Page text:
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A key element to every group is the mood or tone. What happens apart from the content helps to enhance (or sometimes destroy) your group members‘ experiences. Some groups seem to soar and that’s partly due to a comfortable environment.
Jesus knew the influence of environment in learning. He taught about the resurrection outside the tomb of Lazarus and about His identity amid the natural beauty of Caesarea Philippi. He taught about prayer in the Garden of Gethsemane, about faith in a boat, righteous anger in the temple, and evangelism in a Samaritan village. Each change in environment brought an opportunity to teach another truth.
Think about the atmosphere you‘ll be creating in your small group. Ask yourself, ”What can I do to communicate to my group that this is a safe place for them to come? How can I help people be comfortable? How do I minimize distractions? What conditions will enhance learning?“
Developing the right environment helps establish a sense of belonging. The environment will influence how people feel about your group, how well they learn, and if they will come back.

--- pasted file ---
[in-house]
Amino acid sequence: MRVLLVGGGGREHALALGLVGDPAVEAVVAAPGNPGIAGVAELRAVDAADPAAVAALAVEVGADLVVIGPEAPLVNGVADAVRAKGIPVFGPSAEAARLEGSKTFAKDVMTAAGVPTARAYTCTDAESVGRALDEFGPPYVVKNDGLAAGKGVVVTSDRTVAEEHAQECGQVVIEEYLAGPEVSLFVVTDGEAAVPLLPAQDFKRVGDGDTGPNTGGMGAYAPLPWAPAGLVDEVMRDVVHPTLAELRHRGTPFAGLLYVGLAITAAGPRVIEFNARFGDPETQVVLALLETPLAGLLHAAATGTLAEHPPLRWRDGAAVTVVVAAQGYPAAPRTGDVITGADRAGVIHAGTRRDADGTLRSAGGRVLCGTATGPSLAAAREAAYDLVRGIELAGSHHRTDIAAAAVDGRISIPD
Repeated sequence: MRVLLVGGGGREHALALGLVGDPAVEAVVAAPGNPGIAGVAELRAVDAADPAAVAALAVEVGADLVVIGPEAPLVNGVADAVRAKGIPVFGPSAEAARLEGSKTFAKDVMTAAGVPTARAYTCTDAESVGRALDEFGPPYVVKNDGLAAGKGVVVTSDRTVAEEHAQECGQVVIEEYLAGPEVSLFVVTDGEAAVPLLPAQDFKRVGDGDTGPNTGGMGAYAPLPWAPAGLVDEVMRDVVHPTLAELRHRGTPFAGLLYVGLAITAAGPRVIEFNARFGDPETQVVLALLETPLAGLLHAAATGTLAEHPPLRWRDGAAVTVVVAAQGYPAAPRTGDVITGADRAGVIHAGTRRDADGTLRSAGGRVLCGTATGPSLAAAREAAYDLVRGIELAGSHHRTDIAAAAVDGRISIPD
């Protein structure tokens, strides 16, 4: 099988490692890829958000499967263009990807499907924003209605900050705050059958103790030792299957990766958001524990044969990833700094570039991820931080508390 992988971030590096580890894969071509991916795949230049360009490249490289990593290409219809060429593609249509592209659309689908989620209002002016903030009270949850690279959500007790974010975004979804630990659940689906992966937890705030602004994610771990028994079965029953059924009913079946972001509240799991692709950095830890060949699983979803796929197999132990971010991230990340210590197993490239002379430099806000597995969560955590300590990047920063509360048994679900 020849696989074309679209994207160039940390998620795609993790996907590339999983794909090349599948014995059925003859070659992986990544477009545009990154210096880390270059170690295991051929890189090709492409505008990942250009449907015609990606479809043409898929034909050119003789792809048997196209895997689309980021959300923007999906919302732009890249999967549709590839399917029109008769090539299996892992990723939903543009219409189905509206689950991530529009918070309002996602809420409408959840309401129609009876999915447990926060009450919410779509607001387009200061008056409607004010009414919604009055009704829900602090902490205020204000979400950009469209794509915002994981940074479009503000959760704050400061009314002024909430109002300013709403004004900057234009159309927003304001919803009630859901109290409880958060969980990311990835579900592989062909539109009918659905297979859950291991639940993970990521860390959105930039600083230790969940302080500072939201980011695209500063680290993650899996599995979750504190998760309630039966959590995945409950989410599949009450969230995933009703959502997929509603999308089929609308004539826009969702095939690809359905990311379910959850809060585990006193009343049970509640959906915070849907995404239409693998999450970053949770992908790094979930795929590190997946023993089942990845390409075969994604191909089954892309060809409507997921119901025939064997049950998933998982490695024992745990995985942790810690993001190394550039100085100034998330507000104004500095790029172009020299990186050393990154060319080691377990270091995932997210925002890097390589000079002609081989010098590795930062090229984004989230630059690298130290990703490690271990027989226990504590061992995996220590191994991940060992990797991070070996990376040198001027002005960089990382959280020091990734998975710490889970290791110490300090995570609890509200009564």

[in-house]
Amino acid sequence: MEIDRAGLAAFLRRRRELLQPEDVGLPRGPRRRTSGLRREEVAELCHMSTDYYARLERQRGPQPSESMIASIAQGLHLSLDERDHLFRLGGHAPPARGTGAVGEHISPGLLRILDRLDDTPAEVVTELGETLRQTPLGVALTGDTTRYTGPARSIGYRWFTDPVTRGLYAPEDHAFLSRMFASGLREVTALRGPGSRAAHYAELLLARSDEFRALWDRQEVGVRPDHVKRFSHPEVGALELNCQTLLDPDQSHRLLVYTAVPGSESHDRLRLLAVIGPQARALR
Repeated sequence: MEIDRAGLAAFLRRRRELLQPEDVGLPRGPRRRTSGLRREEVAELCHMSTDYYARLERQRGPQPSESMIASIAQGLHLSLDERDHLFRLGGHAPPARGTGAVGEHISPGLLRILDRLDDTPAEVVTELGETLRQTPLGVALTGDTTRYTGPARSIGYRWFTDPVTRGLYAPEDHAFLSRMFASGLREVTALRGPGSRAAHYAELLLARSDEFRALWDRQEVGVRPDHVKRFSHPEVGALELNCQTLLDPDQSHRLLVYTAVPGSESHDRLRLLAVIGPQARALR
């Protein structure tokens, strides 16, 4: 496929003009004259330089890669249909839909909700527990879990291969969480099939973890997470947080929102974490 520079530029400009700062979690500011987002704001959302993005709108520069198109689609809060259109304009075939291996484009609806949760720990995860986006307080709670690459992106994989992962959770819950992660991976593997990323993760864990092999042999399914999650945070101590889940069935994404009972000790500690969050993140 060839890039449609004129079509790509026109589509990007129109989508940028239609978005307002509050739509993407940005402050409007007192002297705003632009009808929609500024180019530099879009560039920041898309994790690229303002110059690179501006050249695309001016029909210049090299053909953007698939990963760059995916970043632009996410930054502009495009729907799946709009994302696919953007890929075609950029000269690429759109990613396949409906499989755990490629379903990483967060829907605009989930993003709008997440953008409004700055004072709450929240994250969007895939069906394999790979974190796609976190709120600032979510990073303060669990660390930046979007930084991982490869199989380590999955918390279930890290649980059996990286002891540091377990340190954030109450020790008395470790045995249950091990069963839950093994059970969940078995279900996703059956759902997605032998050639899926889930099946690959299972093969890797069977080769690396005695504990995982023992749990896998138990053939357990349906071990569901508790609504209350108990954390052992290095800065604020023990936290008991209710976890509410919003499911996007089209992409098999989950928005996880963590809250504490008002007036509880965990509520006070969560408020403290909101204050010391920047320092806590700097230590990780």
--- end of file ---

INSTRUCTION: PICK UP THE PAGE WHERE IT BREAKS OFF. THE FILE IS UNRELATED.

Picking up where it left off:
KEYS TO CREATING A GOOD ENVIRONMENT
Meet in an informal and accessible location. Often a great place to meet is in the room of a group member as long as it’s OK with their roommates. Places such as a church may intimidate new group members. Likewise, classrooms may be familiar and accessible, but they hinder communication and warmth.
Set your meeting time so that all members are able to attend. Choose a time when everyone will be sharp and awake and make sure no one has
an ongoing schedule conflict. Friday afternoons and late nights are better for blowing off steam or sleeping than for a small group meeting.
Arrange the seating so everyone can easily see one another. Sitting in a circle at the same level will help. Also be aware of the distance separating each member. Try to sit close enough so each person has eye contact and can hear one another easily, but not so close people feel uncomfortable or their personal space is being invaded.
Meet in a location where you can control distractions and interruptions as much as possible. Unplug the phone and turn down the volume on the answering machine. Put a sign on the door to prevent people from knocking, and turn off the TV.
Provide refreshments (especially in the first few weeks) to help warm up the group and give people something to do at the beginning of the meeting.
Make sure you have good lighting to create a warm feeling. No one should have to look into the sun or toward a bright window. Likewise, avoid dark, catacomb type rooms. You are developing fellowship, not film.
Choose a location where you can freely interact and carry out the content of your small group plan. Make sure you have any equipment you need.
Bring extra Bibles. Some members may forget to bring one or won’t have a readable translation.